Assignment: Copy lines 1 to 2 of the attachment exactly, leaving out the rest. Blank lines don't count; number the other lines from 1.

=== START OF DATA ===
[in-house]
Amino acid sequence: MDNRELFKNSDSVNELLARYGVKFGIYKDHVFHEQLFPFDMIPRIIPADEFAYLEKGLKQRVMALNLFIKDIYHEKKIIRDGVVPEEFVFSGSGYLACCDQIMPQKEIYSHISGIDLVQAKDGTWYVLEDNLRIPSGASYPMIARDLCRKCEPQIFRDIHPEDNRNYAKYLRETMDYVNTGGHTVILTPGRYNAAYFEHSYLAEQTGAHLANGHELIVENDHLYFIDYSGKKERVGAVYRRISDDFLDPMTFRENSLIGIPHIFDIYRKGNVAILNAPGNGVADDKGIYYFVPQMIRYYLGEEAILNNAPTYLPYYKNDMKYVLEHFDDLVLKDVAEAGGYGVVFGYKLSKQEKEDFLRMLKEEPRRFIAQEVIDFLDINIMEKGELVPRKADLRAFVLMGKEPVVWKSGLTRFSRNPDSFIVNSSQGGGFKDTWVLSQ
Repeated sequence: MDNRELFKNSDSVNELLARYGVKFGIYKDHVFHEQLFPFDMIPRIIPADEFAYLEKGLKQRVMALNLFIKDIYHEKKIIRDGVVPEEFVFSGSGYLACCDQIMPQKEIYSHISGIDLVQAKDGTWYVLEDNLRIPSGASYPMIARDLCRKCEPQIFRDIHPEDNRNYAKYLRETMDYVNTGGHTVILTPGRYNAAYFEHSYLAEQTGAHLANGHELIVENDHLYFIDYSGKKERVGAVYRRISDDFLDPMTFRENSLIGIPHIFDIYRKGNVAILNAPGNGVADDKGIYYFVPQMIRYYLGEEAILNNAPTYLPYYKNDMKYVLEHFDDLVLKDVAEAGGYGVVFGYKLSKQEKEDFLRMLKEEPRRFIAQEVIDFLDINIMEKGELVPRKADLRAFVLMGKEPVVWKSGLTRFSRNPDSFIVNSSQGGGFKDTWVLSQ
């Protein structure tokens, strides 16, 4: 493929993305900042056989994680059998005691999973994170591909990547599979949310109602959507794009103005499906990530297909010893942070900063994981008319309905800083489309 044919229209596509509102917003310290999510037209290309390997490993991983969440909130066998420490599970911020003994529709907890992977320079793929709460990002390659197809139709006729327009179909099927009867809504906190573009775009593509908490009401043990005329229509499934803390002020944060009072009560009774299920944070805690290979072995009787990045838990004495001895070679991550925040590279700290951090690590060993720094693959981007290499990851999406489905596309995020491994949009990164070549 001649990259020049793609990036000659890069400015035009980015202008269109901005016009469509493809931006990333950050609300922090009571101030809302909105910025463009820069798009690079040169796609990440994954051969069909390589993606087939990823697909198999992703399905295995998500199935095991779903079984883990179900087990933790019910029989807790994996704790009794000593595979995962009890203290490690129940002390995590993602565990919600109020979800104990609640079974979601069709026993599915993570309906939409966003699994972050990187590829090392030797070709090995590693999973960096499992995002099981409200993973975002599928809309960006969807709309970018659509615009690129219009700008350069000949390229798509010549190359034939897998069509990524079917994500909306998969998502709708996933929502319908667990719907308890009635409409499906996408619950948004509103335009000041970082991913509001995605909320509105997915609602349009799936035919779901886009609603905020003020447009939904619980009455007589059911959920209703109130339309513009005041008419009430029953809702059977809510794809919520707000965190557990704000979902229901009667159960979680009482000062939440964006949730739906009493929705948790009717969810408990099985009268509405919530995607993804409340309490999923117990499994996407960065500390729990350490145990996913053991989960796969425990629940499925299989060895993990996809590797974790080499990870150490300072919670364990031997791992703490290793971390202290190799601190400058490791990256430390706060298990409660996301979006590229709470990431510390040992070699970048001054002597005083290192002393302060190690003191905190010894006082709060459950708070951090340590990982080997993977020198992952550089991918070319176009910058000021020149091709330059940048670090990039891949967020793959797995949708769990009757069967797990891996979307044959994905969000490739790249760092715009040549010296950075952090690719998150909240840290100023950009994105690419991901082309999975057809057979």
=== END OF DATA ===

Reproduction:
[in-house]
Amino acid sequence: MDNRELFKNSDSVNELLARYGVKFGIYKDHVFHEQLFPFDMIPRIIPADEFAYLEKGLKQRVMALNLFIKDIYHEKKIIRDGVVPEEFVFSGSGYLACCDQIMPQKEIYSHISGIDLVQAKDGTWYVLEDNLRIPSGASYPMIARDLCRKCEPQIFRDIHPEDNRNYAKYLRETMDYVNTGGHTVILTPGRYNAAYFEHSYLAEQTGAHLANGHELIVENDHLYFIDYSGKKERVGAVYRRISDDFLDPMTFRENSLIGIPHIFDIYRKGNVAILNAPGNGVADDKGIYYFVPQMIRYYLGEEAILNNAPTYLPYYKNDMKYVLEHFDDLVLKDVAEAGGYGVVFGYKLSKQEKEDFLRMLKEEPRRFIAQEVIDFLDINIMEKGELVPRKADLRAFVLMGKEPVVWKSGLTRFSRNPDSFIVNSSQGGGFKDTWVLSQ